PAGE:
I see frequent posts on webmasterworld.com: 'My AdSense revenue/EPC/eCPM is/are down, what's going on?' - the conversation often degrades into a slam session asserting that it's all a conspiracy or the phases of the moon may be factor - so, I've been thinking of some of the things that a webmaster can control, and those that can't be controlled.
Here are things I have discovered over the years: It is important to focus on the things that you can control, and not worry too much about the things you can't control directly. I find it more productive to focus on the things that I can change, rather than dwell on something totally out of my reach, such as Google's motives or need to increase this quarter's profits.
Things you can control
Here are some of the things that you can try to control, in order to improve your site's performance.
Where are your ads being displayed? Some debate the usefulness of the heat map but you have to start somewhere - optimization of ad placement and layout is critical to getting visitors to notice ads in the first place - if they don't notice them, they surely will not act on the ad's content. This is critical to avoiding ad blindness.
What ad formats are you using? Have you tried optimizing the ad formats being used? I find that certain ad formats result in dramatically higher eCPM and click-through rates. This is critical to avoiding ad blindness.
Ad colors and blending
Blending may also play a key role in avoiding ad blindness - but beware, you can incur the wrath of Google, and piss off your site visitors, if you overdo this.
Also consider using color palette rotation.
Link units? Text ads? Image / Flash ads? Referral (CPA) ads? Choosing the optimal blend of ads for your site's visitors may be crucial to your success.
Number of ad units on a page
How much 'inventory' are you offering? Are there enough advertisers and ads to fill all available ad placements? Greater inventory relative to keyword demand can lead to lower priced or off-topic ads showing on your site. Sometimes, less is more!
Site content and quality
Does your site content mesh well with incoming visitors, and are those visitors likely to appreciate the ads on your site?
Are you writing for the web?
Site content keywords
Google uses these to determine which ads to display, and therefore basic EPC will flow indirectly from the site content.
Site URL structure
Google uses these to determine ads to show while waiting to spider your new page!
Site navigational elements
Is your site's navigation well thought out? Can visitors find what they are looking for? Is your site a pleasure to use? These factors all have an impact on visitor loyalty and time spent on the site.
Visitor loyalty and time on site
The number of repeat visitors and the amount of time spent on your site by each visitor are crucial indicators of visitor satisfaction with your site. If you check your logs and find that people rarely visit more than one page before leaving, or spend little time on your site, then you might want to consider whether your site's content or structure needs improvement.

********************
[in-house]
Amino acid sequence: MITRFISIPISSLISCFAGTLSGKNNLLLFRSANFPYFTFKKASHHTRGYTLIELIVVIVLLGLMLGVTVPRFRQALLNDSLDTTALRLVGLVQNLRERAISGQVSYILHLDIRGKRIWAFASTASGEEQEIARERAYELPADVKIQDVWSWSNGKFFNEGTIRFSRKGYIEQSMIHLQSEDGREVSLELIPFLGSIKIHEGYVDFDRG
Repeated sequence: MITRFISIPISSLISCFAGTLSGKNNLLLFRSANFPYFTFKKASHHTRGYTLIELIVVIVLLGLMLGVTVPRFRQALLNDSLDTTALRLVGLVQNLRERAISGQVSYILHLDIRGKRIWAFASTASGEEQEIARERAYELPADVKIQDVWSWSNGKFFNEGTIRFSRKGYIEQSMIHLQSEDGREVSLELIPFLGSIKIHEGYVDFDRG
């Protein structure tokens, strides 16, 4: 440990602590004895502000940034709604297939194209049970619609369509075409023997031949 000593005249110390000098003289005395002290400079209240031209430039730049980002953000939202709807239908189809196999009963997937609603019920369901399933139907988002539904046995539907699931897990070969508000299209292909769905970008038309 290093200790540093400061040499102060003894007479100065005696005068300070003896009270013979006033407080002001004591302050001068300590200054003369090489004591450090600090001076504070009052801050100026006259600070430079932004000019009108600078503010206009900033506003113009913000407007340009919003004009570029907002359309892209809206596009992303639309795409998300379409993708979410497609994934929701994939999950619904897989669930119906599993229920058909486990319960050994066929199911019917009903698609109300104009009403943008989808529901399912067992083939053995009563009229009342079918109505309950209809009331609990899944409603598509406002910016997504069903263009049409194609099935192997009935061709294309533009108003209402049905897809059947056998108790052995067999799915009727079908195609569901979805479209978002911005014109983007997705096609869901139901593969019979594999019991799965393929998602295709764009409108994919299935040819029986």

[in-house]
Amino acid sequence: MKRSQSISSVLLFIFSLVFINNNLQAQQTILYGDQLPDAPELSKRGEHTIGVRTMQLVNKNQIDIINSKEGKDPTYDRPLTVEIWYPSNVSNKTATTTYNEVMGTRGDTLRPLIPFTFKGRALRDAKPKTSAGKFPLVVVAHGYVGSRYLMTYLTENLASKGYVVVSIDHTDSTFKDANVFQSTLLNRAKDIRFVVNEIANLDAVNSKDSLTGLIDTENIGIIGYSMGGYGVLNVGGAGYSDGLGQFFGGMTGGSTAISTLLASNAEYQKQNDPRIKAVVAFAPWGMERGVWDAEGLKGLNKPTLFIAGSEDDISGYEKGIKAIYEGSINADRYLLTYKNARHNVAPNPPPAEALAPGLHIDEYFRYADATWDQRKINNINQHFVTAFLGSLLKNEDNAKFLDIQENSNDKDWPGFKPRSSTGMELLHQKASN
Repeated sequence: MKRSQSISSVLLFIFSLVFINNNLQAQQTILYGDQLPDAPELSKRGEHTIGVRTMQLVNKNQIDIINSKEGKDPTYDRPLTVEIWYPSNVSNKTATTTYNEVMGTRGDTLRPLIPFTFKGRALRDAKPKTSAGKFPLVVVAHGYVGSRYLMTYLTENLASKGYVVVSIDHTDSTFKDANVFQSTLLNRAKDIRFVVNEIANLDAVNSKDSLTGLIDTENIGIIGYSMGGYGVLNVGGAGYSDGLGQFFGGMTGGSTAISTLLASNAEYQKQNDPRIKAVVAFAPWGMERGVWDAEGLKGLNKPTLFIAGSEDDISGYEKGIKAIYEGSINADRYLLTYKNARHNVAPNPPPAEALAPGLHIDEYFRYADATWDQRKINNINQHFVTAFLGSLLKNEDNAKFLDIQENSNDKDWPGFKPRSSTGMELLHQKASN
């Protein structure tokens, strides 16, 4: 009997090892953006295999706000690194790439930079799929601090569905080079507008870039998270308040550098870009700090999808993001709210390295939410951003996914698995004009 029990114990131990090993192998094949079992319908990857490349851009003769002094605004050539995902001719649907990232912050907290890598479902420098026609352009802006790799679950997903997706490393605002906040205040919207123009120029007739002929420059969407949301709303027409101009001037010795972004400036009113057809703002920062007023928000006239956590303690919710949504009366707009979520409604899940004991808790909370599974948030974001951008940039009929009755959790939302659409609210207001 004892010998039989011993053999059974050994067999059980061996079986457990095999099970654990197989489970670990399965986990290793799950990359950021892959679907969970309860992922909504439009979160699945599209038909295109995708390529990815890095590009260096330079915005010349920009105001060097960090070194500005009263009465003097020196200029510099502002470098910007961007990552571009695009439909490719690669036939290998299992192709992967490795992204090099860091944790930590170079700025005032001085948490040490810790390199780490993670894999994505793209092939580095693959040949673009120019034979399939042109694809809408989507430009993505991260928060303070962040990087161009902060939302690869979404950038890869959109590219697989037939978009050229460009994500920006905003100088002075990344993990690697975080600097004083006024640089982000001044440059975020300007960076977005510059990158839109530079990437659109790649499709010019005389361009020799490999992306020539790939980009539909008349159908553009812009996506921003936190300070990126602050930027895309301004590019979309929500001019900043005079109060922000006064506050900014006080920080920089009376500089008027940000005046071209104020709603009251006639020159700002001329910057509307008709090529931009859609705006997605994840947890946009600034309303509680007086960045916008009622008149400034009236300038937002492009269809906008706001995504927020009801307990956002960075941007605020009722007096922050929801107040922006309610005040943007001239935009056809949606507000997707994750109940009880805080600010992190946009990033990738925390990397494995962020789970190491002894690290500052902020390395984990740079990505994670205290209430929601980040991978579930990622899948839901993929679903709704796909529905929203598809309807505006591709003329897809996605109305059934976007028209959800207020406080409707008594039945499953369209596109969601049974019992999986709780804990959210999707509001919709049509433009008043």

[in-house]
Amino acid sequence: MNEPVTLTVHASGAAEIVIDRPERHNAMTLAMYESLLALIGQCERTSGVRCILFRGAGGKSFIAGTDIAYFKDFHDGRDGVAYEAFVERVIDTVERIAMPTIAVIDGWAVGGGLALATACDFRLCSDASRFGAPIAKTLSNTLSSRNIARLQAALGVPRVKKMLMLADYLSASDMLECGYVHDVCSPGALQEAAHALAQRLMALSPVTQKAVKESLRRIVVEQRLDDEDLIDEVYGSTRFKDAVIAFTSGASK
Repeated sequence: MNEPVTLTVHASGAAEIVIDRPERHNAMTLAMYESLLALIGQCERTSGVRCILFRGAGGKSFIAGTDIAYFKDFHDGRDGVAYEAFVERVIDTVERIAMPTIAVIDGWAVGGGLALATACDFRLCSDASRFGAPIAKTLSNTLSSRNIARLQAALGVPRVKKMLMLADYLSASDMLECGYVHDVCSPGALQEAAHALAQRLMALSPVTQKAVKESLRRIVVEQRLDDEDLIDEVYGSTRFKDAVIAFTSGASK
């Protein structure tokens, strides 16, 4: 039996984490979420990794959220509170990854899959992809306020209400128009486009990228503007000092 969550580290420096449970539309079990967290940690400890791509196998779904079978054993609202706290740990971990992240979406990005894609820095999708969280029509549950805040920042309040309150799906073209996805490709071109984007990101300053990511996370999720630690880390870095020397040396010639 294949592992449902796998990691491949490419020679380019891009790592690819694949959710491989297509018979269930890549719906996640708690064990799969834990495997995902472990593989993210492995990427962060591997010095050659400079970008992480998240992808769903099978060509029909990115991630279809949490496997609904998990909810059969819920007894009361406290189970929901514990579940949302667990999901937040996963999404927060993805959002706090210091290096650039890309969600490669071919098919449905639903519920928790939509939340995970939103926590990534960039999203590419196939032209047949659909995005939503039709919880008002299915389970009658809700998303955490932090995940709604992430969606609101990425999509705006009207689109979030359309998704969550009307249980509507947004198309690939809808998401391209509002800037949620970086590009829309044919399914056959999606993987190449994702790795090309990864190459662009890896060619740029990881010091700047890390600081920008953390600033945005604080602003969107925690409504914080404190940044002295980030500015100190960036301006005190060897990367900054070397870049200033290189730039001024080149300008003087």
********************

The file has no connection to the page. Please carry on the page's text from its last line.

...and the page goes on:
Why are visitors leaving your site? Why do they stay? Do you know?
Try to increase traffic
This is something that may be within your control - but then again, maybe not (see below.) You can gain new/increased traffic but it's often indirectly related to your efforts - it's still something that you can work on, and usually has a positive effect.)
AdSense section targeting
Help Google improve ad relevance by telling the 'bot about the structure of your page - what's relevant to the page content, as opposed to navigation or other non-essential content?
Things you can't control directly
Actual site traffic at any given moment
What if overall web surfing is up or down 20% today over yesterday due to some external influence? What about seasonal factors? If it's springtime or summer vacation time, people are out living their lives, not surfing the web.
Advertiser budgets and spending vary on any given day or at any hour. What happens when a few of the major advertisers whose ads appear regularly on your site hit their daily spend limit due to clicks that happened on another site? Your ad revenue will drop!
Has the Big G decided your site should be discounted? You can try to control this, but ultimately, it's all up to Google.
This affects visitor click-through probability - will any particular visitor click on an ad? Is the ad relevant to that visitor? Will the ad shown to a particular visitor be the best ad for that user, increasing the likelihood of a click? The ad rotation may have a negative or positive effect depending on timing, site visitor patterns, etc. Google supposedly tries to target AdSense ads to the visitor based on search terms, browsing history, etc. but this is still a gray area.
Earlier, I hinted that you can try to avoid this with ad placement and format, or blending. But ultimately, if a majority of your site visitors are blind to ads in general, you aren't going to see much action unless you play some underhanded games.